Scientists are constantly looking for methods to detect Alzheimer’s at a very early stage, before any obvious signs of memory loss or when the signs are still barely noticeable.

Eye tests, the ability to detect odors, altered speech patterns and vocal effects – all are being investigated to create consistent and reliable detection techniques. And all of those approaches have some merit.

But now a group of scientists has come up with a new indicator – a simple reading test. 

Tiny Deficits in Language Ability May Predict Alzheimer’s

Using people with mild cognitive impairment (MCI) as subjects, scientists at two UK universities together with the University of California carried out a trial to test irregularities in brain activity during language processing.

Within seven years of a diagnosis of MCI, eight out of ten will go on to develop Alzheimer’s.

One of the study authors, Dr. Ali Mazaheri explained the idea behind the study:

“A prominent feature of Alzheimer’s is a progressive decline in language, however, the ability to process language in the period between the appearance of initial symptoms of Alzheimer’s to its full development has scarcely previously been investigated.

“We wanted to investigate if there were anomalies in brain activity during language processing in MCI patients which could provide insight into their likelihood of developing Alzheimer’s.”

The researchers focused on language functioning because it’s such an important aspect of cognitive ability, and it’s particularly devastated by Alzheimer’s as the disease progresses.

It was known from previous studies that on average it takes a quarter of a second for the brain to process a written word, so for this study the researchers used an electroencephalogram (EEG), placing electrodes on the heads of 36 people with an average age 73, to detect electrical activity in the brain. Eleven were cognitively healthy while 25 were diagnosed with MCI.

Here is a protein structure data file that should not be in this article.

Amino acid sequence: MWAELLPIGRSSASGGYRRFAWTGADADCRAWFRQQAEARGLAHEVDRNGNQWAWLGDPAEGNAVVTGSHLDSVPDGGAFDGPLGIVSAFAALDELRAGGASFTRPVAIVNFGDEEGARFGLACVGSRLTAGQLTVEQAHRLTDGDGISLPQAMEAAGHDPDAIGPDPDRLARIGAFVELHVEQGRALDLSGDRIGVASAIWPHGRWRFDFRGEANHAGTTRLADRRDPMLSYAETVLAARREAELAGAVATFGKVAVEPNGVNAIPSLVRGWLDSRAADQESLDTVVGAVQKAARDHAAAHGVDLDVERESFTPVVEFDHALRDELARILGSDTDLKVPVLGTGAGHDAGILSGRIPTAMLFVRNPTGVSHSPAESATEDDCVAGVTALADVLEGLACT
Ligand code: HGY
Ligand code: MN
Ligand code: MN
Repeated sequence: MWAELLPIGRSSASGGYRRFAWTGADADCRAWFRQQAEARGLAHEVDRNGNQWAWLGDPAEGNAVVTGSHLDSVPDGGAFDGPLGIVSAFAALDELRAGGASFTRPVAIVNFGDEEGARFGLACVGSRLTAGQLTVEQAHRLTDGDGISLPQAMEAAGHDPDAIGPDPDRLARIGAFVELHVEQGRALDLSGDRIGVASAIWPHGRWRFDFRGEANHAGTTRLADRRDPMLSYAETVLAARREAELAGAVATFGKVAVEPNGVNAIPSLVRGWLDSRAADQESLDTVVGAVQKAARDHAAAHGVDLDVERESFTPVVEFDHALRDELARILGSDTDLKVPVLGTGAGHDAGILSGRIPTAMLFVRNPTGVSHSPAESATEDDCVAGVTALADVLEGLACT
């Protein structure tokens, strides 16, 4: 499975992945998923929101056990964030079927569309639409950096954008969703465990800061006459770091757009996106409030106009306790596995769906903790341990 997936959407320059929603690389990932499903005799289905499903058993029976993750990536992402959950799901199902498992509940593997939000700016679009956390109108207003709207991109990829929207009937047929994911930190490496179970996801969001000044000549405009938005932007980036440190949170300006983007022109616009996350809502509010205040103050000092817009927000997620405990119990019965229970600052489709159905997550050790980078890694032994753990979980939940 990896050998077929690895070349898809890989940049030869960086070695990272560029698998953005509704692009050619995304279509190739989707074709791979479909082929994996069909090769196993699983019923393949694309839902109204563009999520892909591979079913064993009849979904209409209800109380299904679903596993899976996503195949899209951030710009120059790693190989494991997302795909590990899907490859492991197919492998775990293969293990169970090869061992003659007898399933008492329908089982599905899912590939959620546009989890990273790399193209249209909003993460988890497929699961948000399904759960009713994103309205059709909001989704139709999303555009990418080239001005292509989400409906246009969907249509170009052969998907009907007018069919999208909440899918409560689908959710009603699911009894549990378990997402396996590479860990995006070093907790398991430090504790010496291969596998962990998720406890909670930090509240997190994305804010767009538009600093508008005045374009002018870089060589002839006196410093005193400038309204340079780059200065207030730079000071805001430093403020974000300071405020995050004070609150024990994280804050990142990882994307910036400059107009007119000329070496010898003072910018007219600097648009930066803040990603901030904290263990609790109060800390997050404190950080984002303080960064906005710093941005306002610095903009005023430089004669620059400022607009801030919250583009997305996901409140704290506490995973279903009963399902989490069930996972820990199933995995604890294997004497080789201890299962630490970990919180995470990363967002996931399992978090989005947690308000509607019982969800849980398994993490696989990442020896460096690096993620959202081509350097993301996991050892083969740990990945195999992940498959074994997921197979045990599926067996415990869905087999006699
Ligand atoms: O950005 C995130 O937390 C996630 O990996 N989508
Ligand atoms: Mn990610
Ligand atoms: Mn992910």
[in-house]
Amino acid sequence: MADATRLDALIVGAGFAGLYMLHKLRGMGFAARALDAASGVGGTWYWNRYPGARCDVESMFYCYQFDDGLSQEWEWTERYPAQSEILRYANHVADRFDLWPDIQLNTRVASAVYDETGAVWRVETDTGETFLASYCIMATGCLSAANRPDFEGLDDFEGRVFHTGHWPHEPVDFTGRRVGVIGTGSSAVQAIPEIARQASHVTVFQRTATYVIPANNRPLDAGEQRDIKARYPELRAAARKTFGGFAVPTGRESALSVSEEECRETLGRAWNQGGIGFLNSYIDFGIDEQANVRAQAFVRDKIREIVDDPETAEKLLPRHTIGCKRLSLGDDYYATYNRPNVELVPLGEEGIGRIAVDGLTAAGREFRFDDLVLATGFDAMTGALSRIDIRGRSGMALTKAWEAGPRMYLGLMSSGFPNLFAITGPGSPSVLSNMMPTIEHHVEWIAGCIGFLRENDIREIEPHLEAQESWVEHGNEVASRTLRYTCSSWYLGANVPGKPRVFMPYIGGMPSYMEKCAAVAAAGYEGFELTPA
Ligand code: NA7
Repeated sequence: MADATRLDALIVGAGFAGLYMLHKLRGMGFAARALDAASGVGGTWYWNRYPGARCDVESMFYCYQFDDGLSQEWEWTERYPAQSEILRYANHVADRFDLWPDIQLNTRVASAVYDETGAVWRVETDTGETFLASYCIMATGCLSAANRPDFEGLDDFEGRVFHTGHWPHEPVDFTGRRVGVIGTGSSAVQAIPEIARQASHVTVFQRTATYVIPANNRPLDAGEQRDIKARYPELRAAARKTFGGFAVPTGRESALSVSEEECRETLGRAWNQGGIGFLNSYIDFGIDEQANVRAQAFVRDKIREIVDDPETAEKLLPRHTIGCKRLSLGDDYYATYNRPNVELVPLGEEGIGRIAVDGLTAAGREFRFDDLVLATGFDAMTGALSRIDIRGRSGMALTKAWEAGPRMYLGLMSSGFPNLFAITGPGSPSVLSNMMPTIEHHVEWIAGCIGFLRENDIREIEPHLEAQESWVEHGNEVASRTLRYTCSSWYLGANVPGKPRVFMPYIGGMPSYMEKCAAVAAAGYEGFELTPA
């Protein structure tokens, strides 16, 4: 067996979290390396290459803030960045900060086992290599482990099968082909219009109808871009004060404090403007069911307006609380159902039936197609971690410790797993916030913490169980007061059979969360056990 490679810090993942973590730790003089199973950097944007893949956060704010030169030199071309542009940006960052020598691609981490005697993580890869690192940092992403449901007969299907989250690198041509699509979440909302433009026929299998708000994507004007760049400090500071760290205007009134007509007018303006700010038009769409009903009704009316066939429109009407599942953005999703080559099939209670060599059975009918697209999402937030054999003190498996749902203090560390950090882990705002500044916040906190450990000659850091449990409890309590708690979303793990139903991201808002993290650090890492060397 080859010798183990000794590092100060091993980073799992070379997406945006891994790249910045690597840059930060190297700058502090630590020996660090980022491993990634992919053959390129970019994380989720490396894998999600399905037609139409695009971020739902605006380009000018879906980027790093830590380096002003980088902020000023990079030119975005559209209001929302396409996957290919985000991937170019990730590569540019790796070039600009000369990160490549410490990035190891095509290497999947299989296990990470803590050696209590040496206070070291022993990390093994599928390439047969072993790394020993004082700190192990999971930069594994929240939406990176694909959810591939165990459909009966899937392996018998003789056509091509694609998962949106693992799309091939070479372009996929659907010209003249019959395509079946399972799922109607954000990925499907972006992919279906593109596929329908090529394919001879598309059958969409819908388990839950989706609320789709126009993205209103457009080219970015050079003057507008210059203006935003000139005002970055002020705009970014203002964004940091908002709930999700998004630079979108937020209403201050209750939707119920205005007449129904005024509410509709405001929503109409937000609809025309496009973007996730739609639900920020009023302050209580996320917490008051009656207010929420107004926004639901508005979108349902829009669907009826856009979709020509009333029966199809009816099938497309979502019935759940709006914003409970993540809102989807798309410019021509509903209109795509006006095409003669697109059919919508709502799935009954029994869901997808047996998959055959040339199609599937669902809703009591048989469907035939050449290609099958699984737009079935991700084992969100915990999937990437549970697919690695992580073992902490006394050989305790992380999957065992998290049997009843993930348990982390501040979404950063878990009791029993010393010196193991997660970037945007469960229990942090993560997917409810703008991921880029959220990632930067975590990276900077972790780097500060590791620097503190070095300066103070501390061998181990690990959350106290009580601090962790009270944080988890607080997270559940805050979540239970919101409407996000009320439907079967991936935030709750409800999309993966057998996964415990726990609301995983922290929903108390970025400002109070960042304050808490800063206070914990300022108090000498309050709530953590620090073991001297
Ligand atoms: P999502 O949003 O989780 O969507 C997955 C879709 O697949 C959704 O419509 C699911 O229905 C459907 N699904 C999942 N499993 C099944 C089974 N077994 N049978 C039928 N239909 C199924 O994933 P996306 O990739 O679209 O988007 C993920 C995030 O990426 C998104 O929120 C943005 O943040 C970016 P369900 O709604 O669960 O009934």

Language Problems Revealed at an Early Stage

With the EEG in place, the participants sat in front of a computer screen while a short phrase was spoken to them . A second later a word was displayed that was either related or not related to it.

For instance. the phrase spoken to them might be ‘a type of wood’ and the word displayed might be oak or horse. This was repeated with a number of phrases and words.

Within three years of testing, 15 of the 25 MCI patients went on to develop Alzheimer’s.

The EEG results revealed that those who progressed from MCI to Alzheimer’s had subtle deficits in language comprehension that weren’t seen in those who remained stable. The researchers believe this breakdown in brain networks that promote the understanding of language could be a future predictor of Alzheimer’s.

Another of the study authors, Dr. Katrien Segaert, said, “Our findings were unexpected, as language is usually affected by Alzheimer’s in much later stages of the onset of the disease.

“It is possible this breakdown of the brain network associated with language…could be a crucial biomarker used to identify patients likely to develop Alzheimer’s.”

She went on to say that the study findings, if validated in a large population of patients, could lead to the development of a low cost, non-invasive test using an EEG as part of a routine visit to the doctor’s office when concerns over memory are first expressed.